There are some questions that are simply unanswerable; for example, how is it that Donald Trump’s approval rating is not zero? What defect in the U.S. educational system has resulted in some actual adults, with actual grade school, high school, and perhaps even college degrees, believing that an egomaniacal, perennially publicity desperate billionaire has anyone’s interests in mind other than his own?
Then there are questions that just beg for an answer, but we probably won’t get one. Here are a few of those:
Why does it take a New York Congressmember to lecture the NRC Commissioners on the impact of climate change on nuclear reactors? Shouldn’t that be the other way around? If the NRC were a real regulatory body, actually concerned with public health, wouldn’t its members be pleading with Congress to be prepared for the day–coming sooner than you might think–that reactors begin closing permanently because they can’t operate in a heating climate? Wouldn’t the NRC see that the trend of reactor shutdowns because of high water temperatures in recent years, leading to temporary shutdowns, is going to accelerate as the planet warms? And shouldn’t a government regulatory body like the NRC be warning elected officials that the reactors it regulates–and the electricity they provide–need to be replaced by generating sources, like wind and solar power, that not only can operate in such a climate, but will also help prevent it from becoming worse?
Why does Greenpeace have a better record than international bodies like the International Energy Agency–whose job it precisely is to project these things–at predicting the deployment of clean renewable energy? And, given that better record, wouldn’t you think those agencies, and the rest of the world, would give studies like its 2015 Energy (R)Evolution report, which states that yes indeed, the globe can be 100% sustainably and cleanly powered by 2050, an awful lot of credence?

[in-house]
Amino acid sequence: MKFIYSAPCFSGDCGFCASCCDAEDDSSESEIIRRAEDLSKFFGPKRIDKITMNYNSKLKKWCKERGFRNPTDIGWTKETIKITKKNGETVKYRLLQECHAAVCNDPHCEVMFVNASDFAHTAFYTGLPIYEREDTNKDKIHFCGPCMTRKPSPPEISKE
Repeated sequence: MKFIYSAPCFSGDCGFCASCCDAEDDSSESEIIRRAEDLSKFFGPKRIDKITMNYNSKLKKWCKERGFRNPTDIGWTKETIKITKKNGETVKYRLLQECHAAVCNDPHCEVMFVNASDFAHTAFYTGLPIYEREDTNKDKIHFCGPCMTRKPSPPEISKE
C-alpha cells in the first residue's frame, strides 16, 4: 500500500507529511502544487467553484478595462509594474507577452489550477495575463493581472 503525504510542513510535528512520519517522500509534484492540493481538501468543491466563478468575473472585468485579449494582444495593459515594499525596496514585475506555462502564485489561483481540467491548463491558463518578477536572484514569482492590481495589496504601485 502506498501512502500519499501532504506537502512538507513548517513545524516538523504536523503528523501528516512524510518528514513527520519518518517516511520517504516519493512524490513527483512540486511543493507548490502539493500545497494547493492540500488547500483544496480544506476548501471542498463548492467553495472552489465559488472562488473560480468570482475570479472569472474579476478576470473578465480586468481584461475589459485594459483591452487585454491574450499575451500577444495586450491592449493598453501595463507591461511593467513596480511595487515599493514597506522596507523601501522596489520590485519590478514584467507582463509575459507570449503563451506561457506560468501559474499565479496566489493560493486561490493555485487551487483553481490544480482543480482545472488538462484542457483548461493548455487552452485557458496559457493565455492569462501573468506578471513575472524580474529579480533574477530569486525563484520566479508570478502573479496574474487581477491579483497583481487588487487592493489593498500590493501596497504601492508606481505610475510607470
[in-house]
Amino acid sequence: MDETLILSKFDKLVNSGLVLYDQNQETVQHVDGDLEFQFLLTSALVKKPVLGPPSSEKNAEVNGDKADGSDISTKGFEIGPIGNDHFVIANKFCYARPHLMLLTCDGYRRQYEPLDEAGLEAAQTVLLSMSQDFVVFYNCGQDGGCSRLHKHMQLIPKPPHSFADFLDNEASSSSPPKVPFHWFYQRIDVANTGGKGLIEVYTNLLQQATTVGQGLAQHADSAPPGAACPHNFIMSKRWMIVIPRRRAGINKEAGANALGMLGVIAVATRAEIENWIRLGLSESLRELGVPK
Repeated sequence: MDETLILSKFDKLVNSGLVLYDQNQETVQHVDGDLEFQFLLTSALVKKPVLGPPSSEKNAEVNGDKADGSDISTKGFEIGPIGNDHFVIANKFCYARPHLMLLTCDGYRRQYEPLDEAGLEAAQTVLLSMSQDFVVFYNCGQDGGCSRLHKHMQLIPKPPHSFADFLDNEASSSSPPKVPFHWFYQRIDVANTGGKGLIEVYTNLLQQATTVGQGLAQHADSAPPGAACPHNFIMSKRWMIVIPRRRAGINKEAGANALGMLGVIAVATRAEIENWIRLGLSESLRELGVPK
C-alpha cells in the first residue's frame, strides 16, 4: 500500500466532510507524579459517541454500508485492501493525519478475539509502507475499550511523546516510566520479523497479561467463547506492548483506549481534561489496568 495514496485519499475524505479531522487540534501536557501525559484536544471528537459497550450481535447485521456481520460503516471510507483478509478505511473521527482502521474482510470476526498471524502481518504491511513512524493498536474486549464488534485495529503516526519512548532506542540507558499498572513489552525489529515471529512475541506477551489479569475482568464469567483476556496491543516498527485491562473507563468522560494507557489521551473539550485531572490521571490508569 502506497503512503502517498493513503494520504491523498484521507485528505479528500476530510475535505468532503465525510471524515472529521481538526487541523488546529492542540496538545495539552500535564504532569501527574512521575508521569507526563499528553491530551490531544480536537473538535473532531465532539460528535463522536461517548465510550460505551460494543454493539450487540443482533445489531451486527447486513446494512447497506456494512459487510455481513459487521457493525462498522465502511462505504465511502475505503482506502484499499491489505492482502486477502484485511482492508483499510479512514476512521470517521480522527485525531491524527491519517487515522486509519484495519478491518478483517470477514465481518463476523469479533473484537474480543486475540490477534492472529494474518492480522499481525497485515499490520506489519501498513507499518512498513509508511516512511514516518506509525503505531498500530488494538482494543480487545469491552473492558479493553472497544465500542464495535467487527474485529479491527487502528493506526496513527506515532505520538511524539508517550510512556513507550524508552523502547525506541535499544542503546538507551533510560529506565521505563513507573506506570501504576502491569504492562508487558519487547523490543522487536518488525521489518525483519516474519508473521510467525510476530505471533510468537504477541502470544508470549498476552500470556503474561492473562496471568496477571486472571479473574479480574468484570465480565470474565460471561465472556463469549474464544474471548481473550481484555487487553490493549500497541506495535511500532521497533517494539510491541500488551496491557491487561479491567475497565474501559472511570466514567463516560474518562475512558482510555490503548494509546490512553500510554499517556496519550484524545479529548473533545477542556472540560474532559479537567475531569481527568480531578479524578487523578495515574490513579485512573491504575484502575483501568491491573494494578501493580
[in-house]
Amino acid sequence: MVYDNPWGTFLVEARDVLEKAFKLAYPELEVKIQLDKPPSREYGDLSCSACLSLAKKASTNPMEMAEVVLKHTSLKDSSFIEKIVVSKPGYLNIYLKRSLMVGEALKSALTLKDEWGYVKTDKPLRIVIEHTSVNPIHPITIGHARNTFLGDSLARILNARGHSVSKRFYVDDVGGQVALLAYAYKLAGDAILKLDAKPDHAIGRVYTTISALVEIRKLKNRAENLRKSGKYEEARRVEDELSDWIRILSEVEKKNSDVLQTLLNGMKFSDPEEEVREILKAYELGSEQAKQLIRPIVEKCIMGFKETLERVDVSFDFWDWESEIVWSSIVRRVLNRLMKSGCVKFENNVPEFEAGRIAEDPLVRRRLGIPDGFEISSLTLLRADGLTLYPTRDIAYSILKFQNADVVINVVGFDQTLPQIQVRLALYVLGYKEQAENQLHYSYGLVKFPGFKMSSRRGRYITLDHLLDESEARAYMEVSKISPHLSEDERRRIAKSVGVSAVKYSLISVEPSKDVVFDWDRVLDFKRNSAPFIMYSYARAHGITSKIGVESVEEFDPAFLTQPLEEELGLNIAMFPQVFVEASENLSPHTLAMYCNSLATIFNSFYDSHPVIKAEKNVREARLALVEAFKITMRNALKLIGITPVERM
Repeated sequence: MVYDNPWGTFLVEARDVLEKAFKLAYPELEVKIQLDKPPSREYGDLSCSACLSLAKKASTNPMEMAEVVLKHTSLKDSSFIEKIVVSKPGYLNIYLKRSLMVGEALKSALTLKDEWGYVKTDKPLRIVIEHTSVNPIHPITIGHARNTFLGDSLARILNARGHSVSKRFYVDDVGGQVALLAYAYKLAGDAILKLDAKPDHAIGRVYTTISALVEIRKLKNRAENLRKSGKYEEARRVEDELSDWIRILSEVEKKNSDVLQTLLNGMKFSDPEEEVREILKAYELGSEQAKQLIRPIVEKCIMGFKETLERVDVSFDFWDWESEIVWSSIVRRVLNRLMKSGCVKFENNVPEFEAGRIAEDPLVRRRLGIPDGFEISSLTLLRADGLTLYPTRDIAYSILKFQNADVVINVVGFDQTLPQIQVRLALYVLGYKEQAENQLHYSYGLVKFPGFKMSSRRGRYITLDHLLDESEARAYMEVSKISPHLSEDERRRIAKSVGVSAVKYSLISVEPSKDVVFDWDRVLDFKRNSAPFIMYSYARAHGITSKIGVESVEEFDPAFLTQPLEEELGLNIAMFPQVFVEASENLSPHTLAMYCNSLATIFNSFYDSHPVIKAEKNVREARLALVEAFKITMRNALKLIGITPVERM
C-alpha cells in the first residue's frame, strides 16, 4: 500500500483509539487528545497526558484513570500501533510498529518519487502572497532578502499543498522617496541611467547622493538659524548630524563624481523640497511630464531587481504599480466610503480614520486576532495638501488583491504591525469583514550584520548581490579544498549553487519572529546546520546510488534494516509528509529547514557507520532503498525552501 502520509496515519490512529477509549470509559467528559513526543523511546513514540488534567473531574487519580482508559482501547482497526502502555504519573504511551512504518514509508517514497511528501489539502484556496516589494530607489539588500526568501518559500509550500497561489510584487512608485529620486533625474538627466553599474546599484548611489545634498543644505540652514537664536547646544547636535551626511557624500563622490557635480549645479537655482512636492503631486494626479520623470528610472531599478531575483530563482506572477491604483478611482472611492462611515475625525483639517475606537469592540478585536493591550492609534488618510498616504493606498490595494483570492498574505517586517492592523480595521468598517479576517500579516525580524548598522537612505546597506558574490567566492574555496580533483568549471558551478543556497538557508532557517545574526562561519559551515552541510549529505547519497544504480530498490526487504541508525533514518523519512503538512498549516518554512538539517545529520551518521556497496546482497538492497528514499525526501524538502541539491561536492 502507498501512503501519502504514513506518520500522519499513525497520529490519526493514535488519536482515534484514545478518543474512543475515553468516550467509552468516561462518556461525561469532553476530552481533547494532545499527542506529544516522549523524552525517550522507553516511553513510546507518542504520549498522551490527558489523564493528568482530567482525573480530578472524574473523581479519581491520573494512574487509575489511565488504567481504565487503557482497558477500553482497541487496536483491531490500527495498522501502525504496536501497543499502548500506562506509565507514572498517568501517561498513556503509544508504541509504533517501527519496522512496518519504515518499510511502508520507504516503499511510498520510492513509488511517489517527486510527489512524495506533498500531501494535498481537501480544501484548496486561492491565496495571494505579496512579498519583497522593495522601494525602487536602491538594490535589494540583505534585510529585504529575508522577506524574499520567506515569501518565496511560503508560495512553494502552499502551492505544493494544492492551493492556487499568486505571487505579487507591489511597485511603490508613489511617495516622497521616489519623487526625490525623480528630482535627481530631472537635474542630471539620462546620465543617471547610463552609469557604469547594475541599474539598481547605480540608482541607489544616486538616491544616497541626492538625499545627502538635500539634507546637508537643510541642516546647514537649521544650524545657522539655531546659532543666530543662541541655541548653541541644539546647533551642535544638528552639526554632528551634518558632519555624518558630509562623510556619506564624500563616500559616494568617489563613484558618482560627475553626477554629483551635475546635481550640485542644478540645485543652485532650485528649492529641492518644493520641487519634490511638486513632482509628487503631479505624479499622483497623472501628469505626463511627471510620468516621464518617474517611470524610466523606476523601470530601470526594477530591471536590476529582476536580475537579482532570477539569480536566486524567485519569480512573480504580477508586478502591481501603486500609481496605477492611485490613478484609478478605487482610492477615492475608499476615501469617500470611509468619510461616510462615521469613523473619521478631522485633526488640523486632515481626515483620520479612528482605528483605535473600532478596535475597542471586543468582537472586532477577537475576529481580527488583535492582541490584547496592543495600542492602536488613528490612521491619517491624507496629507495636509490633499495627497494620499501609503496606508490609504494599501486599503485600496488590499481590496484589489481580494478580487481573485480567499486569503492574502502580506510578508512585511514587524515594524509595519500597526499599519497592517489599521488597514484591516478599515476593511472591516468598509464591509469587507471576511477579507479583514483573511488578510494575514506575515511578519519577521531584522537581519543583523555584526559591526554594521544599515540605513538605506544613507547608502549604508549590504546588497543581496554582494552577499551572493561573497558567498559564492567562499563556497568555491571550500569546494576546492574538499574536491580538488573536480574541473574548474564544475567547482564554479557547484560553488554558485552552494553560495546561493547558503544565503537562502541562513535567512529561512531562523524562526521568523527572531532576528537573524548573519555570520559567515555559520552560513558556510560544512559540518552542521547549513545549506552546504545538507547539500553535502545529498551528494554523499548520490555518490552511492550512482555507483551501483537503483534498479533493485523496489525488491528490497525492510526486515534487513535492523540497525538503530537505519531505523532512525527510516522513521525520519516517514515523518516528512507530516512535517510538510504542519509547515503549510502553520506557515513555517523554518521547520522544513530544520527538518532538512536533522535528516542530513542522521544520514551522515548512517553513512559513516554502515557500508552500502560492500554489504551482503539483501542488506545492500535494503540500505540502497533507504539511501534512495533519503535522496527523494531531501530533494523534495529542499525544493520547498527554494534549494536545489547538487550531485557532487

How is it that in an era of incredibly rapid change for electric utilities, changes that smart utilities are embracing and slow utilities are at least acknowledging, that Ohio’s FirstEnergy not only wants massive and unjustified consumer bailouts for its uneconomic nuclear and coal plants but a return to regulation just seven years after it successfully lobbied for deregulation? Given that there must be a best and worst of everything, is it obvious that FirstEnergy is in fact the worst utility in the country? Or could there be, God forbid, one that’s even worse–at least for its customers, not to mention the rest of us who live on this planet? And is there any utility in more desperate need of a thorough housecleaning, starting at the CEO level?
Speaking of housecleanings and bailouts, shouldn’t government officials who use their constituents’ money to ensure that the Chinese government doesn’t have to take the financial risk of building the world’s most expensive nuclear reactor be removed as government officials? Or is sanity too much to hope for from the current government of the United Kingdom?
If you were CEO of a large electric utility, and you owned all three of the nation’s three worst reactors as defined by the NRC, and one of those reactors was 43 years old, a twin of Fukushima, had experienced several unexpected shutdowns over the past couple of years, was located in a place that would make effective evacuation impossible, and faced millions and millions of dollars in safety and performance improvements, wouldn’t you just close the albatross already?
Why does SCAVA subsidiary South Carolina Electric and Gas think the South Carolina Public Service Commission will let it get away with its 8th rate increase for construction of its over-budget and behind-schedule Summer reactors–initially approved by the PSC in 2009, only six years ago? Oh, never mind. Stupid question. Of course the PSC will approve another rate hike. After all, who do you think this PSC serves, the public?
September 21, 2015
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